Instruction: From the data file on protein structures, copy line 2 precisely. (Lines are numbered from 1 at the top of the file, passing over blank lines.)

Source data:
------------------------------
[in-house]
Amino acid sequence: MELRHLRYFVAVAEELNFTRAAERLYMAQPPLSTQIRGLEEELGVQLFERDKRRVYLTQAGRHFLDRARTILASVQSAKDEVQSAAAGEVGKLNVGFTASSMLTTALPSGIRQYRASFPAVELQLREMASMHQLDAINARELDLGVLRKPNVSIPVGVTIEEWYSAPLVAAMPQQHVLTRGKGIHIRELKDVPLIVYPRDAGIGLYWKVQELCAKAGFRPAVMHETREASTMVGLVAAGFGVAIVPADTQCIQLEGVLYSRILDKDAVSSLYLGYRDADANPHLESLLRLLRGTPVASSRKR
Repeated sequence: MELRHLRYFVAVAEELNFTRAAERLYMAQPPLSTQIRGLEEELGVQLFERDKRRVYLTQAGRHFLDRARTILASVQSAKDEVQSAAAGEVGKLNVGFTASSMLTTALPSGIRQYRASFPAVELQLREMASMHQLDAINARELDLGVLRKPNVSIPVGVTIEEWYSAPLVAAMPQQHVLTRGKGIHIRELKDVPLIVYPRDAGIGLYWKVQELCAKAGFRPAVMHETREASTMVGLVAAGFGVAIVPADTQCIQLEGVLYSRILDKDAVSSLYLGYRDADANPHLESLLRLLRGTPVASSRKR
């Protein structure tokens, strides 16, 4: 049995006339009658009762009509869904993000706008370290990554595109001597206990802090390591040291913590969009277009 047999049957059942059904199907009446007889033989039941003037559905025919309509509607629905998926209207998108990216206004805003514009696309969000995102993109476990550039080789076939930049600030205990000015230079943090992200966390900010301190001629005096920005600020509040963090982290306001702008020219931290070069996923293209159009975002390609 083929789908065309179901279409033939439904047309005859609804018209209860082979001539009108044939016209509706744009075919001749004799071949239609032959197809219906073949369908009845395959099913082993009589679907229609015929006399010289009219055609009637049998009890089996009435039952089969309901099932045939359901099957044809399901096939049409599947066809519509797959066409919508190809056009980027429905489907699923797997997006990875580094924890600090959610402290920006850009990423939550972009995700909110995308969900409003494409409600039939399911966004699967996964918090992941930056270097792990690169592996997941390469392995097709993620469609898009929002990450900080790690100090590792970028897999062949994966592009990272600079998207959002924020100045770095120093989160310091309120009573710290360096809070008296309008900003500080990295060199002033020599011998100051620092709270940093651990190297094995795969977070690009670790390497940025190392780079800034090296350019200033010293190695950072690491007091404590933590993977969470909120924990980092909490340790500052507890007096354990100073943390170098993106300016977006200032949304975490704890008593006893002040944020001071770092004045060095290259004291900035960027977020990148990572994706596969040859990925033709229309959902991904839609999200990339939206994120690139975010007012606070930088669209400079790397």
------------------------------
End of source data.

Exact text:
Amino acid sequence: MELRHLRYFVAVAEELNFTRAAERLYMAQPPLSTQIRGLEEELGVQLFERDKRRVYLTQAGRHFLDRARTILASVQSAKDEVQSAAAGEVGKLNVGFTASSMLTTALPSGIRQYRASFPAVELQLREMASMHQLDAINARELDLGVLRKPNVSIPVGVTIEEWYSAPLVAAMPQQHVLTRGKGIHIRELKDVPLIVYPRDAGIGLYWKVQELCAKAGFRPAVMHETREASTMVGLVAAGFGVAIVPADTQCIQLEGVLYSRILDKDAVSSLYLGYRDADANPHLESLLRLLRGTPVASSRKR